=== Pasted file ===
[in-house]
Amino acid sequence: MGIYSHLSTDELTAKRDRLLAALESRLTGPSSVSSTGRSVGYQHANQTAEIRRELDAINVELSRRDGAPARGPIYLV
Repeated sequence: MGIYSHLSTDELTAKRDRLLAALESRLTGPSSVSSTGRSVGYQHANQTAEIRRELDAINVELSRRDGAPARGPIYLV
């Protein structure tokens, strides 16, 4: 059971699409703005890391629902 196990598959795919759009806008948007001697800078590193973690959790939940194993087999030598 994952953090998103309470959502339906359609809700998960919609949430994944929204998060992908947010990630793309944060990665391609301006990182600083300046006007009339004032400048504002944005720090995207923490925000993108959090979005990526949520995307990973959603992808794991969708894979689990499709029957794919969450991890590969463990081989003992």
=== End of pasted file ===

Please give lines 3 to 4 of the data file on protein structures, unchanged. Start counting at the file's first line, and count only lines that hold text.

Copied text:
Repeated sequence: MGIYSHLSTDELTAKRDRLLAALESRLTGPSSVSSTGRSVGYQHANQTAEIRRELDAINVELSRRDGAPARGPIYLV
């Protein structure tokens, strides 16, 4: 059971699409703005890391629902 196990598959795919759009806008948007001697800078590193973690959790939940194993087999030598 994952953090998103309470959502339906359609809700998960919609949430994944929204998060992908947010990630793309944060990665391609301006990182600083300046006007009339004032400048504002944005720090995207923490925000993108959090979005990526949520995307990973959603992808794991969708894979689990499709029957794919969450991890590969463990081989003992």